Long Island youths charged in killing of immigrant

On Nov. 20, six teenagers were arraigned in Suffolk County Criminal Court on multiple counts of gang assault and hate crimes in connection with the Nov. 8 killing of Ecuadoran immigrant Marcelo Lucero in the community of Patchogue on Long Island, NY. A grand jury indictment unsealed on Nov. 20 lays out additional charges against the same defendants for earlier crimes targeting Latin American immigrants. The judge set bail for five of the youths at $250,000 cash or $500,000 bond; bail was denied to a sixth defendant who has a prior felony conviction for a 2007 burglary in which an East Patchogue man was killed. A seventh teenager, 17-year-old Jeffrey Conroy, is scheduled to be arraigned on Nov. 24 on charges of second-degree murder and manslaughter as a hate crime; Conroy is accused of stabbing Lucero in the chest, killing him. All seven teens have pleaded not guilty in the attack on Lucero.

One of the defendants, 17-year-old Jose Pacheco, was described by the New York Times as being half African-American and half Puerto Rican. The other six youths are white. Suffolk County district attorney Thomas J. Spota said three of the defendants—including Pacheco—went out driving five days before Lucero was killed with the intent of, in their words, “beaner hopping.” They found a Hispanic man that day whom Pacheco admitted to punching and knocking out cold, Spota said. That man has not stepped forward. According to Spota, Pacheco later told the police, “I don’t go out and do this very often, maybe once a week.” (New York Times, Nov. 20)

Another defendant in the case, 17-year-old Jordan Dasch, is apparently of Jewish heritage. In his page on the social networking website MySpace, Dasch featured an image of a Jewish star with a Nazi swastika embedded in the middle, and laughingly referred to himself as a “Nazi Jew,” according to information posted on the website of Long Island WINS, an immigrant rights organization that managed to download the page before it was removed from MySpace. (New York Jewish Week, Nov. 22; Long Island WINS blog post, Nov. 10)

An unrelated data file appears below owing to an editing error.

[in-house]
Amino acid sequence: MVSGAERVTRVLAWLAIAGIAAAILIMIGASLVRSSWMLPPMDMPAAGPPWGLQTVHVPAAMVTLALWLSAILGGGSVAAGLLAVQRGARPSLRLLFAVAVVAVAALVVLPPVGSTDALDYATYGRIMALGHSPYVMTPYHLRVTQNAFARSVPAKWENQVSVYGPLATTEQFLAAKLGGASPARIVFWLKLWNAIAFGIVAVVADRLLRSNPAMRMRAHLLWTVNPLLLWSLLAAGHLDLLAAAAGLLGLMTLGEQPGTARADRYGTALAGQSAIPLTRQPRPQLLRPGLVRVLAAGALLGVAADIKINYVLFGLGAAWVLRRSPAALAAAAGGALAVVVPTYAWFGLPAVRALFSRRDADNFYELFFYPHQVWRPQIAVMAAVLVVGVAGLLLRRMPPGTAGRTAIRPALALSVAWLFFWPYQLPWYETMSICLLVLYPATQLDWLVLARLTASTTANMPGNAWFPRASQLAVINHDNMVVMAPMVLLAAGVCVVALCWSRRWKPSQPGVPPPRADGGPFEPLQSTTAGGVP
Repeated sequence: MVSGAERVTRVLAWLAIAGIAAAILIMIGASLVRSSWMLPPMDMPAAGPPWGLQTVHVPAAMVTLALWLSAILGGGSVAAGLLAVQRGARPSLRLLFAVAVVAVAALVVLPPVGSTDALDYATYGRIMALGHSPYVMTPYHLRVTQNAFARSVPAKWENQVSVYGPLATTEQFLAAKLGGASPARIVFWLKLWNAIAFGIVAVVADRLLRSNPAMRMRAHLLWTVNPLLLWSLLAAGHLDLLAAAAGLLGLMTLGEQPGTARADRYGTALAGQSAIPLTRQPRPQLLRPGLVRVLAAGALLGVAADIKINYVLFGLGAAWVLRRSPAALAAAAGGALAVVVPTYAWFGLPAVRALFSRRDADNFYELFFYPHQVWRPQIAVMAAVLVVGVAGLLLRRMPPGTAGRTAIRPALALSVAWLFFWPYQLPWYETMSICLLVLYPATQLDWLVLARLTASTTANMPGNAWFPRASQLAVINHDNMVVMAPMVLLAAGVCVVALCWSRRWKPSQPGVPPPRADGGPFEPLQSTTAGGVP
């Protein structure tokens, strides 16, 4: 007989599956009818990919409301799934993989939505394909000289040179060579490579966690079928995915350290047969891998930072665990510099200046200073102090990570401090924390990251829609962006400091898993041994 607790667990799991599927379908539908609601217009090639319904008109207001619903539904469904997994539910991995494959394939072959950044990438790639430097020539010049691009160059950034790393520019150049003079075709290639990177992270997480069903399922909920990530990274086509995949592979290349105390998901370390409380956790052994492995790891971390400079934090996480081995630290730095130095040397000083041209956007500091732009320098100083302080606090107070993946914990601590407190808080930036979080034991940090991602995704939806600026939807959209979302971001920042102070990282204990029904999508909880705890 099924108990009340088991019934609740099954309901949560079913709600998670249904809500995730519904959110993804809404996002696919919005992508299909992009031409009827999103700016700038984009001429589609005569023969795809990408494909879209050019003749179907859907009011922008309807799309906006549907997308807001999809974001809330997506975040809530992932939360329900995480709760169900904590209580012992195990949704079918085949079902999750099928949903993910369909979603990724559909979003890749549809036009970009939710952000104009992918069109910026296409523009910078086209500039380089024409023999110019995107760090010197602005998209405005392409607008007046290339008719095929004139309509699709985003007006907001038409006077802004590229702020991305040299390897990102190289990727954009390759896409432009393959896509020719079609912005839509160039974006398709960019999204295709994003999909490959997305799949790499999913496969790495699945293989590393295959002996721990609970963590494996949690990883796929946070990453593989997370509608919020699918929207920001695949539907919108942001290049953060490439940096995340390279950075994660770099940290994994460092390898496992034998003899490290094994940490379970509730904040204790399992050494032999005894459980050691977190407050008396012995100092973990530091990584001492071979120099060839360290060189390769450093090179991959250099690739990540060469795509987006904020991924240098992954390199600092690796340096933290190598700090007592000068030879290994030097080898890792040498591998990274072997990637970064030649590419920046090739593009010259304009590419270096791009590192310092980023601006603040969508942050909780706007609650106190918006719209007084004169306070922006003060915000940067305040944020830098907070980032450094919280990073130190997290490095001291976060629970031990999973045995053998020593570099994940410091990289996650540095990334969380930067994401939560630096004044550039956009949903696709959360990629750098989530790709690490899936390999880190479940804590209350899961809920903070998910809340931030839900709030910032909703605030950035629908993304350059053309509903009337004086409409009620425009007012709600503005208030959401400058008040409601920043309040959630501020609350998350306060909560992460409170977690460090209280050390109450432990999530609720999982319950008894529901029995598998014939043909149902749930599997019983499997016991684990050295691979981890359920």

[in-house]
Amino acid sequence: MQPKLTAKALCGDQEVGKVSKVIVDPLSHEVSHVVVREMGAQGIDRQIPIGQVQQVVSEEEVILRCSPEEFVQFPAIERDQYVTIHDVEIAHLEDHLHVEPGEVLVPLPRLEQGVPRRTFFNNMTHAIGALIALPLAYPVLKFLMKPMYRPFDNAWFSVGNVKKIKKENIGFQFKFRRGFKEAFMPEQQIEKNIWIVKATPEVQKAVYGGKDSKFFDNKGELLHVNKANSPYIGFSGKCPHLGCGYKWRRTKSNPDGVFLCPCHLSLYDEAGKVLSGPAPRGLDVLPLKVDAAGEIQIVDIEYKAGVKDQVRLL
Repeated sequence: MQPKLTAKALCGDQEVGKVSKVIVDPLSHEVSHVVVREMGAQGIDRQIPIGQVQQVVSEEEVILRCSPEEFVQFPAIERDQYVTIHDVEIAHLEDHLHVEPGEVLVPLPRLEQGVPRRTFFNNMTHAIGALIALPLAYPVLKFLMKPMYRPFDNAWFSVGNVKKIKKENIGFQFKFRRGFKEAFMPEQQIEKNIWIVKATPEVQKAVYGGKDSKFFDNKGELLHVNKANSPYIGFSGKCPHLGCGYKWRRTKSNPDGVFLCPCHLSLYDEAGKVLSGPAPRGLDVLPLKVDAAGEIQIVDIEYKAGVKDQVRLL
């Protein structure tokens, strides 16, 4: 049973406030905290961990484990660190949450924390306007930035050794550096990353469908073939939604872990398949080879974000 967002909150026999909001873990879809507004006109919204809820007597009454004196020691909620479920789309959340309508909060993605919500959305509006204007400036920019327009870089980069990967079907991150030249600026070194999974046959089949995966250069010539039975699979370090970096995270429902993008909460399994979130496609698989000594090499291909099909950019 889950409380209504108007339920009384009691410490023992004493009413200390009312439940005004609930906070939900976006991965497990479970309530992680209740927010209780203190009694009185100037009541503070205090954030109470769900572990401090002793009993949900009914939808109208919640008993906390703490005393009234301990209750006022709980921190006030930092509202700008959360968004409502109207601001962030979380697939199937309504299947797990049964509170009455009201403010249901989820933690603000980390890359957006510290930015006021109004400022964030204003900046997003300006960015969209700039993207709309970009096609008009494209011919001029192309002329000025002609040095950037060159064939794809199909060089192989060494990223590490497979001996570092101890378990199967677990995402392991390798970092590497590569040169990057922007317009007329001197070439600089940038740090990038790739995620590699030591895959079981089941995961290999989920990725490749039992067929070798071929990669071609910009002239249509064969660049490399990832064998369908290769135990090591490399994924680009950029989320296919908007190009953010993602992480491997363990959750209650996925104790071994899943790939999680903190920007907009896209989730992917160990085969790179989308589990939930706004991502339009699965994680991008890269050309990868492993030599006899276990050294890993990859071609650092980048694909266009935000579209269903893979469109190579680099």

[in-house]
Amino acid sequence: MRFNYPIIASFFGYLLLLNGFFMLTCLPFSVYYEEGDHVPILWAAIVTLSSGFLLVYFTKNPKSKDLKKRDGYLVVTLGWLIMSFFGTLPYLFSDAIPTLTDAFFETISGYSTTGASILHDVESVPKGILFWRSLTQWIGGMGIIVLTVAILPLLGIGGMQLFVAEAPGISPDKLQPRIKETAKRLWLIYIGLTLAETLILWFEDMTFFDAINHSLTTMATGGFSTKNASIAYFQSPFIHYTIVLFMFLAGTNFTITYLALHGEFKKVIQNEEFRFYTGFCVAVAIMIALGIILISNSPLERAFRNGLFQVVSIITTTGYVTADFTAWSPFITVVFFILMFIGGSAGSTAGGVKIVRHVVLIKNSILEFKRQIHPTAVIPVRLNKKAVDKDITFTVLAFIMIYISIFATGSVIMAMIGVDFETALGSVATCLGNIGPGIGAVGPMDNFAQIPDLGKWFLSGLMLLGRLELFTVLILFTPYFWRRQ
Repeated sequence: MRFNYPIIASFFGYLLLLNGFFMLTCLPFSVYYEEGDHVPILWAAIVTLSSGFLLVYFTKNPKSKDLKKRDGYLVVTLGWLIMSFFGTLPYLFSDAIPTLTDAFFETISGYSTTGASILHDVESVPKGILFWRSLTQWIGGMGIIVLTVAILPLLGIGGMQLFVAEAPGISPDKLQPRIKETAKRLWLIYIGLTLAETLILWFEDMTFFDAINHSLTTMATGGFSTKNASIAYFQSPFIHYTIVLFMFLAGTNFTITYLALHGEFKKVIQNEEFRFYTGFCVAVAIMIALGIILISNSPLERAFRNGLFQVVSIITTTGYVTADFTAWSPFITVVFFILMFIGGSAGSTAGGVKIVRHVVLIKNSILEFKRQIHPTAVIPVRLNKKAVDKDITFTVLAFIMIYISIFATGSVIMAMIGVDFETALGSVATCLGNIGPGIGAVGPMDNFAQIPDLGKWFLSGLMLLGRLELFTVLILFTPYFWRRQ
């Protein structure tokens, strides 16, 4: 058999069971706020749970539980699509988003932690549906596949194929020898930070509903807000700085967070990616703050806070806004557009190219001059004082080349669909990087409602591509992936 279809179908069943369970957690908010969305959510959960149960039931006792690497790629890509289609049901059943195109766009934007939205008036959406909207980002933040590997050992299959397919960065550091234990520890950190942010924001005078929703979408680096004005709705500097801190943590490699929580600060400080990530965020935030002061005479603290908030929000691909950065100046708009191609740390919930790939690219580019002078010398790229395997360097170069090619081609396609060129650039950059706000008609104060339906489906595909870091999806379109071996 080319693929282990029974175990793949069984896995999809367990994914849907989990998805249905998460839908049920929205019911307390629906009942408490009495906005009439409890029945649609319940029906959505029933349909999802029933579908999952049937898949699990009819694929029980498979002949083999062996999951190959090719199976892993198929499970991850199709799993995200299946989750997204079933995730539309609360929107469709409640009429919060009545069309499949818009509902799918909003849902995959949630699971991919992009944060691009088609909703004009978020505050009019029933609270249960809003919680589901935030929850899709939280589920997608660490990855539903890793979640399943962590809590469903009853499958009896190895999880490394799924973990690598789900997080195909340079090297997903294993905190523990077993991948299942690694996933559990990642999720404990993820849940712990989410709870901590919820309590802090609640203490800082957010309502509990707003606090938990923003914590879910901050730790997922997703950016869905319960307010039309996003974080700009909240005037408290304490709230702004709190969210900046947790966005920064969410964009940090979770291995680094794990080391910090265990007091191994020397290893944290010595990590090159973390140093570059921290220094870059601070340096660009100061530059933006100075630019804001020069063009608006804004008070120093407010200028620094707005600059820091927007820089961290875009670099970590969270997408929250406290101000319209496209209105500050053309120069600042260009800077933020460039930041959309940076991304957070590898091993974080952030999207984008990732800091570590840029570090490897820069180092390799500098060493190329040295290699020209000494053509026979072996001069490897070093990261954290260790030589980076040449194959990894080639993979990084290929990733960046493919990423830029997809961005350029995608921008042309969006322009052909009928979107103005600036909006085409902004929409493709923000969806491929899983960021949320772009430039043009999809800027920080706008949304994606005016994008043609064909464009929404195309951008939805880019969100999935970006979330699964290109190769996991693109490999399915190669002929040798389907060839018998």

Lucero’s killing has sparked numerous vigils and protests in Long Island and beyond. More than 1,000 people gathered to honor Lucero in Patchogue on Nov. 14. (Newsday, Nov. 14) Also on Nov. 14, more than 30 people gathered with candles and signs in the community of Nanuet, in Rockland County, New York. (Journal News, Westchester County, Nov. 15) On Nov. 21, dozens of protesters gathered outside the Manhattan office of New York governor David Paterson to mourn Lucero’s death and demand the resignation of Suffolk County executive Steve Levy, who is accused of stirring up hate on Long Island with his outspoken stance against undocumented immigrants. (NY1 News, Nov. 22)

Meanwhile in Pennsylvania…

In Shenandoah, Penn., three teenagers charged in connection with the fatal beating last July of Mexican immigrant Luis Eduardo RamĂ­rez Zavala appeared in court on Nov. 13 and asked Schuylkill County judge William E. Baldwin to dismiss charges against them or have them tried separately. Baldwin took the defendants’ requests under advisement but did not indicate when he would rule. Schuylkill County detectives say that the three youths, along with a fourth teenager who is charged as a juvenile, yelled racial epithets as they beat RamĂ­rez on July 12. RamĂ­rez was hospitalized and died from his injuries on July 16. Two of the three defendants face third-degree murder charges; another is charged with aggravated assault, simple assault, recklessly endangering another person, criminal solicitation/hindering apprehension or prosecution, ethnic intimidation, corruption of minors, purchase or consumption of alcohol by a minor and selling or furnishing alcohol to minors. All three are free on bail pending further court action. Immigrant rights groups have continued to protest and attend hearings in Shenandoah to demand justice for Ramirez. (Republican Herald, Pottsville, PA, Nov. 14)

From Immigration News Briefs, Nov. 22

See our last posts on the politics of immigration and the struggle on Long Island.